Suunto D6 dive computer

I’ve been using the Suunto D6 dive computer for about eight months now, having finally got my grubby paws on it just after returning from our last trip to Sodwana. I think it’s about time I write a little review of it, because Suunto have just released the D6i and before you know it my computer will be a museum relic.

Specifications and appearance

The D6 is near the upper end of the range of Suunto dive computers – the model I have will now set you back in the region of R10,000 and there are several cheaper but no less effective offerings. The USB interface cable that will enable your dive computer to talk to your computer will set you back up to a further R1,500 – although this item is frequently advertised on special by Suunto stockists and occasionally as a special bundled with the dive computer, so keep your eyes open. It’s far more usual, however, to have to buy this innocuous-looking cable separately, and gasp at the price.

You can choose an elastomer strap or a metal strap (for about R2,000 more). Although the metal strap looks really cool, it’s not really practical if you dive in varying water temperatures and change the amount of neoprene on your wrist frequently. The computer functions as a dress watch if you want to use it as one – it displays the time constantly when not in dive or memory mode – but it weighs more than a slab of chocolate (130g) and is far too large for the average lady’s wrist, so I don’t use it for this purpose except when travelling (to deny the baggage handlers at OR Tambo Airport the privilege of stealing it).

The computer has a four button interface that I find very intuitive, and I could figure it out to a large degree without reading the manual. That said, if you buy a dive computer, YOU MUST READ THE MANUAL! Don’t be a fool – you want to know EXACTLY why the thing is beeping at you, what it looks like when you go into deco, and be very sure (as one clown – who was buddied with us once because he didn’t know anyone on the boat – wasn’t) whether the “3” you see on the screen indicates a time in minutes, your current depth, or the number of brain cells you have. Read the manual!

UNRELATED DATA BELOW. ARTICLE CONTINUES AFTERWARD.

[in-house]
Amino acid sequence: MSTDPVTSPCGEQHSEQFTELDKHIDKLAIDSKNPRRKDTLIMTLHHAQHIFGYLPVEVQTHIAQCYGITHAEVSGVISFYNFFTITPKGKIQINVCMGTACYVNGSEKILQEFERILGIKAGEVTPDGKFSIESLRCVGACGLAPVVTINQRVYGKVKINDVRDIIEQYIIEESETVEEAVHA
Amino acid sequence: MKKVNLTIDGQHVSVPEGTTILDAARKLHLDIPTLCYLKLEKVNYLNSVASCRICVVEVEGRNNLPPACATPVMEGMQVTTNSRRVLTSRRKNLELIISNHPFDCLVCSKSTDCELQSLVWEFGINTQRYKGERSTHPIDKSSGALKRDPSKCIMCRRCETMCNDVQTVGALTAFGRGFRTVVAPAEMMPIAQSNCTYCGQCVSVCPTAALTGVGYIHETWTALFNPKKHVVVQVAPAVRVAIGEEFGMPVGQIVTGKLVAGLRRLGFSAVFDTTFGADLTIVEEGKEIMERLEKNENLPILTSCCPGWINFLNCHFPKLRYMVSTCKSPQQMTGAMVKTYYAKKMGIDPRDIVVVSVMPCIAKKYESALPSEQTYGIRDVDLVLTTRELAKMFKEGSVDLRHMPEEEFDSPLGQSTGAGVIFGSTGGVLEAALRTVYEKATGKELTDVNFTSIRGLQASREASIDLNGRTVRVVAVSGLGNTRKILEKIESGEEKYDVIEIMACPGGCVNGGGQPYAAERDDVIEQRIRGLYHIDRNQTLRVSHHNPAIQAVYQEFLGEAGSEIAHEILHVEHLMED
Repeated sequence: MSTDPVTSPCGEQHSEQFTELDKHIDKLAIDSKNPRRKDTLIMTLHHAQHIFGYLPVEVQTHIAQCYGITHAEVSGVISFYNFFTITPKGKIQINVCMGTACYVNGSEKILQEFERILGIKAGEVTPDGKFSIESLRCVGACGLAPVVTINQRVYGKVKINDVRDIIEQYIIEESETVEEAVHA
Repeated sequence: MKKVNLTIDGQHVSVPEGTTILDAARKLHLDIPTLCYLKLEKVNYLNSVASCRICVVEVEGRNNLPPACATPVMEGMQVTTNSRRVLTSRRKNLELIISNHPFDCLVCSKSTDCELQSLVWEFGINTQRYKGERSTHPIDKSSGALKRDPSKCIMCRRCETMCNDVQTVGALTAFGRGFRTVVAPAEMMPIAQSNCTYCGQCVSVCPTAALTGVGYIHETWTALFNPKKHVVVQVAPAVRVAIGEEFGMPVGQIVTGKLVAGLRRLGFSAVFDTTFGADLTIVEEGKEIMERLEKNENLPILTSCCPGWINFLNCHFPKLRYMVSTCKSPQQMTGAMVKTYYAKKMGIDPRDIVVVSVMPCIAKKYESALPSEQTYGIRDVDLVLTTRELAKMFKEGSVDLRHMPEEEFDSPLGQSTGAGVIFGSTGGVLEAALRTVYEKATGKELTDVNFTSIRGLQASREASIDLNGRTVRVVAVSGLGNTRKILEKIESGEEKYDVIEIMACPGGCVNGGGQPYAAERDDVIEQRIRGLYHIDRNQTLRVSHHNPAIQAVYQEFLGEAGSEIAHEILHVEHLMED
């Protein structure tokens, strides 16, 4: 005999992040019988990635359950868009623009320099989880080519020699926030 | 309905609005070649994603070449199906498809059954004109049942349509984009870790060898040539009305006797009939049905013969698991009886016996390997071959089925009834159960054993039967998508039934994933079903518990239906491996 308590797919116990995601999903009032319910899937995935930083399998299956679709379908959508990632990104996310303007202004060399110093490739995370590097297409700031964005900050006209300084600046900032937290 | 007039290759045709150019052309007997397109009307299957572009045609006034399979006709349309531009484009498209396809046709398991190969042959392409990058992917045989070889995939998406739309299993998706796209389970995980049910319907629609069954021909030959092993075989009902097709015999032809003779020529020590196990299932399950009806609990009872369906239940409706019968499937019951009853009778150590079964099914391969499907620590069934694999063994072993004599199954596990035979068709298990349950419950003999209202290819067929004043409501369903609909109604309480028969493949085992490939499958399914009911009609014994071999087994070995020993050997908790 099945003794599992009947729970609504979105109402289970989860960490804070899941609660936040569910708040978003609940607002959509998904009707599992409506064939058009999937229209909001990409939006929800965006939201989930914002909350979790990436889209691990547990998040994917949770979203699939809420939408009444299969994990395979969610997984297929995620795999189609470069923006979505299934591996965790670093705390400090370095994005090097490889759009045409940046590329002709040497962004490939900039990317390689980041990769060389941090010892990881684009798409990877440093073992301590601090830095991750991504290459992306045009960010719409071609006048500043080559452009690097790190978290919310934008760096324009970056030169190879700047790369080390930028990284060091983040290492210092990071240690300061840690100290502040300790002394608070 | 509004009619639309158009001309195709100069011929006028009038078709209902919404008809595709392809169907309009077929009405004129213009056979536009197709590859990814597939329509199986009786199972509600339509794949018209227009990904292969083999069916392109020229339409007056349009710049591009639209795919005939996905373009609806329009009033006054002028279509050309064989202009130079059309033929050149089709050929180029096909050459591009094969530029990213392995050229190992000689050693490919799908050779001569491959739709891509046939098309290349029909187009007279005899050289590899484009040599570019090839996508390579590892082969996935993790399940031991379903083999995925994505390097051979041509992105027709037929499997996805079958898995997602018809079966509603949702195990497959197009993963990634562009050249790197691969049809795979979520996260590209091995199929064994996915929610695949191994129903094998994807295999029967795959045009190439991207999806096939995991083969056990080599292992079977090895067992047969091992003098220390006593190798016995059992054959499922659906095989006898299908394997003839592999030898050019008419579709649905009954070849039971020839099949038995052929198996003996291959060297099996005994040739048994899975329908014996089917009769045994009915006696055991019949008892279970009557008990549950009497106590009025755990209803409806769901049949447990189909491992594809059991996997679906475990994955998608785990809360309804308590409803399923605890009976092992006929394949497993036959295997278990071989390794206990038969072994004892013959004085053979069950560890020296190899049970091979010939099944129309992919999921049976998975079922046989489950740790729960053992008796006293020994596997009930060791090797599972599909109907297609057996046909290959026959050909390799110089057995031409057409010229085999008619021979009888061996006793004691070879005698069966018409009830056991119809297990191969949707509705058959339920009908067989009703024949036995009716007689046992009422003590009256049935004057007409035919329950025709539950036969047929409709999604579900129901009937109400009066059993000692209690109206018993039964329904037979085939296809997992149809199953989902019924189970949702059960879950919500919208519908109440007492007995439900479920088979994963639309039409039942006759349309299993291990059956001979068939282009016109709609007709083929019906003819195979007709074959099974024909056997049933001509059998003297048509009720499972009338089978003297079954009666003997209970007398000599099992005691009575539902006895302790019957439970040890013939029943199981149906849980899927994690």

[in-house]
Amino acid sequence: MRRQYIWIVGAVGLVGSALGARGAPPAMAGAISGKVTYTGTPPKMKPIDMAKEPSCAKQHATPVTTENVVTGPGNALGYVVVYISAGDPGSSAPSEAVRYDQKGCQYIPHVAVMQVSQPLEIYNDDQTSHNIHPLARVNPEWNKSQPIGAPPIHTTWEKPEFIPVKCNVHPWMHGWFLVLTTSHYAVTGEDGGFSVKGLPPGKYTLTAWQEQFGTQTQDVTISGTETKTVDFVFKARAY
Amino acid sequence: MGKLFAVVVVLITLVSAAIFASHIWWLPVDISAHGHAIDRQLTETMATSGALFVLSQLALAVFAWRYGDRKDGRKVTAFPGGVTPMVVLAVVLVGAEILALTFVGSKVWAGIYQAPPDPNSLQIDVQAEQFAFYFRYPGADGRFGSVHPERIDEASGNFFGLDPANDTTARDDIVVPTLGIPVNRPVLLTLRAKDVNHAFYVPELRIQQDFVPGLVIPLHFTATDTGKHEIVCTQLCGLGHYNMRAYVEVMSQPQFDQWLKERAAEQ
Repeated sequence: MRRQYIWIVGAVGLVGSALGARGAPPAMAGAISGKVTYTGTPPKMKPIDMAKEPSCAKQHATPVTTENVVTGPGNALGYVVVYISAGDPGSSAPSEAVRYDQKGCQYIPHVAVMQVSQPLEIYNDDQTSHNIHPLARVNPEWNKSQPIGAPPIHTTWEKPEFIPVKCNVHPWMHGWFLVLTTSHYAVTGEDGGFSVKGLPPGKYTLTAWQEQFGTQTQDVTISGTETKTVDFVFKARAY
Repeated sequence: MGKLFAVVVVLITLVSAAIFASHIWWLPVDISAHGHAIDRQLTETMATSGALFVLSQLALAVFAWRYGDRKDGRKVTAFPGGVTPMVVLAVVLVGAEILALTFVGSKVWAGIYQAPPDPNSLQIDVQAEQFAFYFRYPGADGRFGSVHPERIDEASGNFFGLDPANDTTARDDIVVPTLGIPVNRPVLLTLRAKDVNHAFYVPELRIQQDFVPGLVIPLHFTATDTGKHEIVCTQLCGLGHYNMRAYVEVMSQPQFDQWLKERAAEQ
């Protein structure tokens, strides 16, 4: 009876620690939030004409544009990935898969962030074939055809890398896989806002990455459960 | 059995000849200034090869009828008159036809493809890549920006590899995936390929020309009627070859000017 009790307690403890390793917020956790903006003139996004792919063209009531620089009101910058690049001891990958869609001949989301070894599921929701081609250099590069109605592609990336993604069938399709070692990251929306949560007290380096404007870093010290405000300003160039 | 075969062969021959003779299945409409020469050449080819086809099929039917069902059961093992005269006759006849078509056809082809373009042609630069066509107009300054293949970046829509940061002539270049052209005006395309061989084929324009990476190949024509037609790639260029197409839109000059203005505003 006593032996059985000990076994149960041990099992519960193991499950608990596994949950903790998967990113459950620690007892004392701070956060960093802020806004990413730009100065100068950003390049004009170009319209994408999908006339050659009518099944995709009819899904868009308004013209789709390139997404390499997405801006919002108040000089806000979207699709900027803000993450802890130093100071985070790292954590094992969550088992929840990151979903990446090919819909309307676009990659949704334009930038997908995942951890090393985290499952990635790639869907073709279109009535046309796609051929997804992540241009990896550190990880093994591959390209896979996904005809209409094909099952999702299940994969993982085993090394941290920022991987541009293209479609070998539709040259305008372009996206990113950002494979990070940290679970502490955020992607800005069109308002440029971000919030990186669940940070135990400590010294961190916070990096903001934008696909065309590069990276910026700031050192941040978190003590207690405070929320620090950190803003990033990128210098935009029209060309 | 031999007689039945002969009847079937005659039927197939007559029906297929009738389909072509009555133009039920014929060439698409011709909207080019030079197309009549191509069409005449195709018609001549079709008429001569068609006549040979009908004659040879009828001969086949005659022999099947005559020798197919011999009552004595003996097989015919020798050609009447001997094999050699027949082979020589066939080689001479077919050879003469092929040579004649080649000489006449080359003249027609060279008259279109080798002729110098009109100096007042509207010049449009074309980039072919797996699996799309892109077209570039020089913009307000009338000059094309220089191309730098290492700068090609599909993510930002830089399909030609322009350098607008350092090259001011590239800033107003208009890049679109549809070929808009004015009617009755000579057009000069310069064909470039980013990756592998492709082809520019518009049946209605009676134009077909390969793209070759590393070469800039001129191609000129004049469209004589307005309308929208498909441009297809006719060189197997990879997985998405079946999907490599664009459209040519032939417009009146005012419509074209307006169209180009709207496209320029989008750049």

Air integration and the D6i

The D6 has actually been replaced by the D6i, which is functionally identical but has more internal memory, and is capable of air integration with an optional (heart-stoppingly expensive) dongle that you attach to your cylinder and reads remaining air. The computer will then give you an estimate of remaing dive time based on air consumption to date. I have no interest in this (at the time I bought the D6, air integration was the main distinguishing feature from the D9) – I’d use a pressure gauge regardless, and wouldn’t feel comfortable trusting what I see as an physical, analogue process (displaying the air remaining in my cylinder) to a potentially failure-prone piece of electronics.

I know I may sound like a luddite here, but an experience Tony had on the boat a few months ago confirmed my reservations. Another instructor’s student had an air integrated computer and no pressure gauge (why bother with redundancy?). The air integration with the computer wouldn’t work, but they only discovered this on the boat when they were parked over the dive site, and – after toying with the idea of cancelling the dive, and then swapping kit so the instructor, who should have an excellent feel for his air consumption, had the set up with no pressure gauge – did a very short dive. As a mathematician I can see that having snapshots of your remaining air at 20 second intervals to look at in the dive manager software might be appealing though…

Decompression algorithm